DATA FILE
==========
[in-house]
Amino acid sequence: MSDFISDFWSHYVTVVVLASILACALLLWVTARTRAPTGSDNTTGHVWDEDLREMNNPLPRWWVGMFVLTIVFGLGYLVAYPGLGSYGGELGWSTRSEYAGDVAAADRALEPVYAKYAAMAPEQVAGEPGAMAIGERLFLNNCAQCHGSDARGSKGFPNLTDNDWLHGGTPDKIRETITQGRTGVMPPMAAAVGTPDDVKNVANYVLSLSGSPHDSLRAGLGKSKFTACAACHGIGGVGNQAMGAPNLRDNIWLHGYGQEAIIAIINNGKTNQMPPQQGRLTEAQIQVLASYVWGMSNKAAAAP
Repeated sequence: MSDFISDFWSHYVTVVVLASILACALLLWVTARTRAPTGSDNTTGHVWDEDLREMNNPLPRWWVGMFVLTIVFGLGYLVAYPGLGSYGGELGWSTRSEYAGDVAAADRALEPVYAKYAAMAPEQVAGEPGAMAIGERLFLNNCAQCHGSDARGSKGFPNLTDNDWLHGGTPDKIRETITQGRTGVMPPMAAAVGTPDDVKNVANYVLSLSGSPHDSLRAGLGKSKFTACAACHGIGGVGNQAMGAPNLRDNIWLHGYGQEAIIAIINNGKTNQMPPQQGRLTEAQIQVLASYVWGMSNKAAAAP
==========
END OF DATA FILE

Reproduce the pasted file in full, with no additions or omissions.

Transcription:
[in-house]
Amino acid sequence: MSDFISDFWSHYVTVVVLASILACALLLWVTARTRAPTGSDNTTGHVWDEDLREMNNPLPRWWVGMFVLTIVFGLGYLVAYPGLGSYGGELGWSTRSEYAGDVAAADRALEPVYAKYAAMAPEQVAGEPGAMAIGERLFLNNCAQCHGSDARGSKGFPNLTDNDWLHGGTPDKIRETITQGRTGVMPPMAAAVGTPDDVKNVANYVLSLSGSPHDSLRAGLGKSKFTACAACHGIGGVGNQAMGAPNLRDNIWLHGYGQEAIIAIINNGKTNQMPPQQGRLTEAQIQVLASYVWGMSNKAAAAP
Repeated sequence: MSDFISDFWSHYVTVVVLASILACALLLWVTARTRAPTGSDNTTGHVWDEDLREMNNPLPRWWVGMFVLTIVFGLGYLVAYPGLGSYGGELGWSTRSEYAGDVAAADRALEPVYAKYAAMAPEQVAGEPGAMAIGERLFLNNCAQCHGSDARGSKGFPNLTDNDWLHGGTPDKIRETITQGRTGVMPPMAAAVGTPDDVKNVANYVLSLSGSPHDSLRAGLGKSKFTACAACHGIGGVGNQAMGAPNLRDNIWLHGYGQEAIIAIINNGKTNQMPPQQGRLTEAQIQVLASYVWGMSNKAAAAP